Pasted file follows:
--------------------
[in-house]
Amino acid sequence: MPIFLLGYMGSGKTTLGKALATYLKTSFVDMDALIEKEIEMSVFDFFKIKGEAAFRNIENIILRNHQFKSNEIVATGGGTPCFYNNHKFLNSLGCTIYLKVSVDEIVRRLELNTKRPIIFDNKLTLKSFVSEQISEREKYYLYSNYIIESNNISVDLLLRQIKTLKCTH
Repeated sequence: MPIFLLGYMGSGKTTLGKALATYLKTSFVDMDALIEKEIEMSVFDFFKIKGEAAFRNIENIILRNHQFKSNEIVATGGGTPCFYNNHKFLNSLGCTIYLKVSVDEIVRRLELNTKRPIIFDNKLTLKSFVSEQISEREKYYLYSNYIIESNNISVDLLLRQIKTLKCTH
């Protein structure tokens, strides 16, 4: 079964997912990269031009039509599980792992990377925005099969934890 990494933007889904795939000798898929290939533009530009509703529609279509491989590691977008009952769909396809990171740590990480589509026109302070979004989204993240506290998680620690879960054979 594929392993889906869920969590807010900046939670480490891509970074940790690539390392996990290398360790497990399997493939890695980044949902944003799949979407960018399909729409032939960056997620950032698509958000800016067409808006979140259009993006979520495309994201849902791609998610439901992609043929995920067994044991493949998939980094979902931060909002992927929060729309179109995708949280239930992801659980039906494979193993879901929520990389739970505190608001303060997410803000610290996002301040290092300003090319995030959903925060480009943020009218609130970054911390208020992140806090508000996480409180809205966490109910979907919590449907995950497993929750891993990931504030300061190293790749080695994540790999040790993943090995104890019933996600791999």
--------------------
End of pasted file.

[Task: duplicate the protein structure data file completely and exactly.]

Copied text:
[in-house]
Amino acid sequence: MPIFLLGYMGSGKTTLGKALATYLKTSFVDMDALIEKEIEMSVFDFFKIKGEAAFRNIENIILRNHQFKSNEIVATGGGTPCFYNNHKFLNSLGCTIYLKVSVDEIVRRLELNTKRPIIFDNKLTLKSFVSEQISEREKYYLYSNYIIESNNISVDLLLRQIKTLKCTH
Repeated sequence: MPIFLLGYMGSGKTTLGKALATYLKTSFVDMDALIEKEIEMSVFDFFKIKGEAAFRNIENIILRNHQFKSNEIVATGGGTPCFYNNHKFLNSLGCTIYLKVSVDEIVRRLELNTKRPIIFDNKLTLKSFVSEQISEREKYYLYSNYIIESNNISVDLLLRQIKTLKCTH
């Protein structure tokens, strides 16, 4: 079964997912990269031009039509599980792992990377925005099969934890 990494933007889904795939000798898929290939533009530009509703529609279509491989590691977008009952769909396809990171740590990480589509026109302070979004989204993240506290998680620690879960054979 594929392993889906869920969590807010900046939670480490891509970074940790690539390392996990290398360790497990399997493939890695980044949902944003799949979407960018399909729409032939960056997620950032698509958000800016067409808006979140259009993006979520495309994201849902791609998610439901992609043929995920067994044991493949998939980094979902931060909002992927929060729309179109995708949280239930992801659980039906494979193993879901929520990389739970505190608001303060997410803000610290996002301040290092300003090319995030959903925060480009943020009218609130970054911390208020992140806090508000996480409180809205966490109910979907919590449907995950497993929750891993990931504030300061190293790749080695994540790999040790993943090995104890019933996600791999």